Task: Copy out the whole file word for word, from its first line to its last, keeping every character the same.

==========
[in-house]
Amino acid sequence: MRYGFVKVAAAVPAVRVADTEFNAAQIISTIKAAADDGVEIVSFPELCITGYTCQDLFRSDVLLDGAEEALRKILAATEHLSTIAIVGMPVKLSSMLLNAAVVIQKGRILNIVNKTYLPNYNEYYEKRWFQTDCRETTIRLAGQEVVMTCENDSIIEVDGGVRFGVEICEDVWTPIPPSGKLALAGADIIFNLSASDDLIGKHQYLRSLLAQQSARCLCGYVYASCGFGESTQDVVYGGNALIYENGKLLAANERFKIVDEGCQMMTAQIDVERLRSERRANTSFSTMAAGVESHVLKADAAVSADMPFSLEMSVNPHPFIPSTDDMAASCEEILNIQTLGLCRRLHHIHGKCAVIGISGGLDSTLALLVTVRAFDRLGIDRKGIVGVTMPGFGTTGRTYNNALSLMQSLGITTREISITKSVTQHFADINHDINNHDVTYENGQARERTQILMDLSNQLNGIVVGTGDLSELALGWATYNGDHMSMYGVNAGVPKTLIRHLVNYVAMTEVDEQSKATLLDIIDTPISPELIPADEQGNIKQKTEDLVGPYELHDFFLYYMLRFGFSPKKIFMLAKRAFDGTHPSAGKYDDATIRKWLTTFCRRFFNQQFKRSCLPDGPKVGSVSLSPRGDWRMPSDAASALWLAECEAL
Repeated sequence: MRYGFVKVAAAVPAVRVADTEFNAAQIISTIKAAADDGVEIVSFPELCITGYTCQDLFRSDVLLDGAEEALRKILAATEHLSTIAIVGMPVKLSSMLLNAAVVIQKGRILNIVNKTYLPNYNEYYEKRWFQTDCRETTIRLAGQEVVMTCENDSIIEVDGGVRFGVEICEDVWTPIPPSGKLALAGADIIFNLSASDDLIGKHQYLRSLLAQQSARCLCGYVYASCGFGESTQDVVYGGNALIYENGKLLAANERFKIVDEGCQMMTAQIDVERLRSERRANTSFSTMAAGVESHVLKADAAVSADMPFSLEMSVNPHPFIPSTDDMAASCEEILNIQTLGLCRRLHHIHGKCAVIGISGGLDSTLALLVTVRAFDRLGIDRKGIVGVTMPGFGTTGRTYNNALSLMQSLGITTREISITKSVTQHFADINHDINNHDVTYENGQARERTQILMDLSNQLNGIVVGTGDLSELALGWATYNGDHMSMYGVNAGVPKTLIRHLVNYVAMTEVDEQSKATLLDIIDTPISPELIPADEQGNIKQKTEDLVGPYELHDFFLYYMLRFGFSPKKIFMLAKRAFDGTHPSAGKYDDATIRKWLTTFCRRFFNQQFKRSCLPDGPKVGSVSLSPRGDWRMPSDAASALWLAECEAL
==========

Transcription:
[in-house]
Amino acid sequence: MRYGFVKVAAAVPAVRVADTEFNAAQIISTIKAAADDGVEIVSFPELCITGYTCQDLFRSDVLLDGAEEALRKILAATEHLSTIAIVGMPVKLSSMLLNAAVVIQKGRILNIVNKTYLPNYNEYYEKRWFQTDCRETTIRLAGQEVVMTCENDSIIEVDGGVRFGVEICEDVWTPIPPSGKLALAGADIIFNLSASDDLIGKHQYLRSLLAQQSARCLCGYVYASCGFGESTQDVVYGGNALIYENGKLLAANERFKIVDEGCQMMTAQIDVERLRSERRANTSFSTMAAGVESHVLKADAAVSADMPFSLEMSVNPHPFIPSTDDMAASCEEILNIQTLGLCRRLHHIHGKCAVIGISGGLDSTLALLVTVRAFDRLGIDRKGIVGVTMPGFGTTGRTYNNALSLMQSLGITTREISITKSVTQHFADINHDINNHDVTYENGQARERTQILMDLSNQLNGIVVGTGDLSELALGWATYNGDHMSMYGVNAGVPKTLIRHLVNYVAMTEVDEQSKATLLDIIDTPISPELIPADEQGNIKQKTEDLVGPYELHDFFLYYMLRFGFSPKKIFMLAKRAFDGTHPSAGKYDDATIRKWLTTFCRRFFNQQFKRSCLPDGPKVGSVSLSPRGDWRMPSDAASALWLAECEAL
Repeated sequence: MRYGFVKVAAAVPAVRVADTEFNAAQIISTIKAAADDGVEIVSFPELCITGYTCQDLFRSDVLLDGAEEALRKILAATEHLSTIAIVGMPVKLSSMLLNAAVVIQKGRILNIVNKTYLPNYNEYYEKRWFQTDCRETTIRLAGQEVVMTCENDSIIEVDGGVRFGVEICEDVWTPIPPSGKLALAGADIIFNLSASDDLIGKHQYLRSLLAQQSARCLCGYVYASCGFGESTQDVVYGGNALIYENGKLLAANERFKIVDEGCQMMTAQIDVERLRSERRANTSFSTMAAGVESHVLKADAAVSADMPFSLEMSVNPHPFIPSTDDMAASCEEILNIQTLGLCRRLHHIHGKCAVIGISGGLDSTLALLVTVRAFDRLGIDRKGIVGVTMPGFGTTGRTYNNALSLMQSLGITTREISITKSVTQHFADINHDINNHDVTYENGQARERTQILMDLSNQLNGIVVGTGDLSELALGWATYNGDHMSMYGVNAGVPKTLIRHLVNYVAMTEVDEQSKATLLDIIDTPISPELIPADEQGNIKQKTEDLVGPYELHDFFLYYMLRFGFSPKKIFMLAKRAFDGTHPSAGKYDDATIRKWLTTFCRRFFNQQFKRSCLPDGPKVGSVSLSPRGDWRMPSDAASALWLAECEAL